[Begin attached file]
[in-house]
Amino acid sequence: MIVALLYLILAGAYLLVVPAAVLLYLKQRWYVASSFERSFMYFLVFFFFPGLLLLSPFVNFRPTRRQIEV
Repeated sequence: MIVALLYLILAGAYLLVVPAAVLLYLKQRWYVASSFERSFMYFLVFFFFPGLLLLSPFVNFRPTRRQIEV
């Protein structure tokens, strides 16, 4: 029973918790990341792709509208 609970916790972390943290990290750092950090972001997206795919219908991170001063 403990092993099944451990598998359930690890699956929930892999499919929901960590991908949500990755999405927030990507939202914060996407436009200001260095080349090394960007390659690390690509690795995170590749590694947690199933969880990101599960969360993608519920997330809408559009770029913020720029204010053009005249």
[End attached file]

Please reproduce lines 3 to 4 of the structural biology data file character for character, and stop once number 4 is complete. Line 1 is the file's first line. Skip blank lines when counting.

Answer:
Repeated sequence: MIVALLYLILAGAYLLVVPAAVLLYLKQRWYVASSFERSFMYFLVFFFFPGLLLLSPFVNFRPTRRQIEV
């Protein structure tokens, strides 16, 4: 029973918790990341792709509208 609970916790972390943290990290750092950090972001997206795919219908991170001063 403990092993099944451990598998359930690890699956929930892999499919929901960590991908949500990755999405927030990507939202914060996407436009200001260095080349090394960007390659690390690509690795995170590749590694947690199933969880990101599960969360993608519920997330809408559009770029913020720029204010053009005249």